Large-Scale Privacy-Preserving Statistical Computations for Distributed Genome-Wide Association Studies in ABY

Master Thesis


Oleksandr Tkachenko

The Engineering Cryptographic Protocols Group ( together with the Computational Biology and Simulation Group ( is offering a master thesis on “Large-Scale Privacy-Preserving Statistical Computations for Distributed Genome-Wide Association Studies in ABY” that will be jointly supervised by Christian Weinert, Prof. Dr. Kay Hamacher, and Prof. Dr.-Ing. Thomas Schneider.


Secure Multi-Party Computation (SMPC) allows multiple parties to compute a publicly known function while keeping their inputs private. This privacy property is desirable, e.g., in the context of distributed Genome-Wide Association Studies (GWAS). In GWAS, researchers try to find associations between variations in genomes and traits (e.g. diseases) by computing certain statistics on sequenced genome data of case and control groups. Since genome sequencing is still comparatively expensive and meaningful GWAS results require large participant groups, it is reasonable for research institutes to collaborate and share their data sets for this purpose. However, participants do not want their genome data to be given out of hand, since data leakage could lead, for example, to discrimination by health insurance companies.

In the past there have been several efforts to employ SMPC techniques for privacy-preserving GWAS computations (e.g. [1]), mostly as part of the yearly iDash competition. However, none of them are satisfying: they employ outdated frameworks for their implementations, evaluate performance using very small input data sets, consider only the two party case (i.e. only two research institutes collaborate), and do not take into account several practically relevant statistics.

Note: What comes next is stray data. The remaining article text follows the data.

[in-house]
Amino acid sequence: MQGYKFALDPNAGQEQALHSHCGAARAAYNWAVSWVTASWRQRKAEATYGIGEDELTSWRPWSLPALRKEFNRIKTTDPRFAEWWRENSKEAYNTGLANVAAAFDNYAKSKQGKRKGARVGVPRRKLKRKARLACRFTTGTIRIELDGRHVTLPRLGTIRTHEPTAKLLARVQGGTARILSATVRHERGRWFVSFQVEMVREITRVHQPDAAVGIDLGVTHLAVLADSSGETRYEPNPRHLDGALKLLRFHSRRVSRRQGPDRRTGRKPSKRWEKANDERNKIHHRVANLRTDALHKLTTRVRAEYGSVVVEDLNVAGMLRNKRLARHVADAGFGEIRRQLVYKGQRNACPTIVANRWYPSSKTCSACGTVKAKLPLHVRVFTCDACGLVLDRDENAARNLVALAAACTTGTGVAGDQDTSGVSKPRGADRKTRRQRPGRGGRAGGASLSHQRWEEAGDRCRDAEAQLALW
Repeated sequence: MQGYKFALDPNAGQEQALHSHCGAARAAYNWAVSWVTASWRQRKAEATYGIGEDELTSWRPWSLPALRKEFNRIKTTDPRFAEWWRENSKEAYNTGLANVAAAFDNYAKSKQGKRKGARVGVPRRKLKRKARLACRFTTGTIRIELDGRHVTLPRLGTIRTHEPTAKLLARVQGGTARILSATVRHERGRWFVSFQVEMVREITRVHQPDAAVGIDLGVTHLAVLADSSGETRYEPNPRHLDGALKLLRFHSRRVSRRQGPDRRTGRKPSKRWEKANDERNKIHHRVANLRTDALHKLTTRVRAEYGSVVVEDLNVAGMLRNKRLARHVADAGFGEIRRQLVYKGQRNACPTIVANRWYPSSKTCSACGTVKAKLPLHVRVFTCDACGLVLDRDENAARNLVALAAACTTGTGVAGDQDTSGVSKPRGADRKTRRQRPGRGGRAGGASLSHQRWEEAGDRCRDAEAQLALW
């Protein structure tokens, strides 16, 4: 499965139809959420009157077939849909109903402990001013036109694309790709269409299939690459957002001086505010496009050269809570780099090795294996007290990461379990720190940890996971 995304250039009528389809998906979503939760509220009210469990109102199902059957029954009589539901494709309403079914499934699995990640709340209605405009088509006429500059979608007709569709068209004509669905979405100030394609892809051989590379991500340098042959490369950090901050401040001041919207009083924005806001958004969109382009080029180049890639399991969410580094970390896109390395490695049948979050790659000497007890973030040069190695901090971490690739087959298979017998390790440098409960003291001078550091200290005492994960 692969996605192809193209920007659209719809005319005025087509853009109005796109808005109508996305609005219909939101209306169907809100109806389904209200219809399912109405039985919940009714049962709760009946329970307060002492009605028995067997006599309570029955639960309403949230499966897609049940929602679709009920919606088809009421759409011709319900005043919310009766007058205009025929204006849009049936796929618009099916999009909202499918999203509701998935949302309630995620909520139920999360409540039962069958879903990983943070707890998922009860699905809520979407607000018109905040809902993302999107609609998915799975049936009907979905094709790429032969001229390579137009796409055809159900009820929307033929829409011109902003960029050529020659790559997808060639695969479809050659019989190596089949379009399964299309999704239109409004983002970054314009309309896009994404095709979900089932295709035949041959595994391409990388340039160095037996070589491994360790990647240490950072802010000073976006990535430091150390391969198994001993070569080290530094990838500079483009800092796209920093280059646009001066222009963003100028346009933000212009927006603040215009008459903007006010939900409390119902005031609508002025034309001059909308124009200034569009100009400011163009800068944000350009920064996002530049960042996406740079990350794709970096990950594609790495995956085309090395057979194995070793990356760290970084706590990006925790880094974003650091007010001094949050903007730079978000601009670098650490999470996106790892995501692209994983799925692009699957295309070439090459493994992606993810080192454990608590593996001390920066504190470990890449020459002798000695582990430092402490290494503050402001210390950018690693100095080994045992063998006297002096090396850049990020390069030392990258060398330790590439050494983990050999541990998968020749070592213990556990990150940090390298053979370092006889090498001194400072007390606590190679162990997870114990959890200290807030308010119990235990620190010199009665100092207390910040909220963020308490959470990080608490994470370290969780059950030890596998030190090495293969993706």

The goal of this thesis is to implement statistical computations for GWAS (e.g. χ²-, p-, g-, and KS-tests) in ABY, a widely used state-of-the-art framework for compiling function descriptions into highly efficient privacy-preserving protocols.

Using this framework, functions can be described as circuits by plugging together different kind of high-level gates (e.g. ADD and MUL) that operate on encrypted or secret shared input data. There exist arithmetic gates for integer and IEEE 754 floating point input values. However, currently only one type of gate can be used throughout a computation, i.e. for integer inputs only integer operations and likewise for floating point inputs only floating point operations can be performed. This is not desirable in cases where floating point operations on integer inputs are only necessary in the final parts of a computation since the complexity of floating point gates leads to much higher run-times. Therefore, conversion gates should be implemented for ABY s.t. it is possible to convert between integer and IEEE 754 floating point values.

The framework additionally provides the possibility to combine different SMPC schemes within a single protocol, a feature that should be thoroughly investigated in order to maximize the efficiency of the resulting protocols.

Furthermore, an outsourcing scenario should be considered where multiple research institutes securely share their inputs with a small amount of servers that together execute the generated SMPC protocols and return the results.

Finally, the performance of the implementation should be evaluated by first comparing it to previous works and then testing scalability using large input data sets.


  • Good programming skills in C/C++
  • At least basic knowledge of cryptography and statistics
  • High motivation + ability to work independently
  • Knowledge of the English language, Git, LaTeX, etc. goes without saying


  • [1] Scott D. Constable, Yuzhe Tang, Shuang Wang, Xiaoqian Jiang, and Steve Chapin. Privacy-preserving GWAS analysis on federated genomic datasets. BMC Medical Informatics and Decision Making, 15, 2015.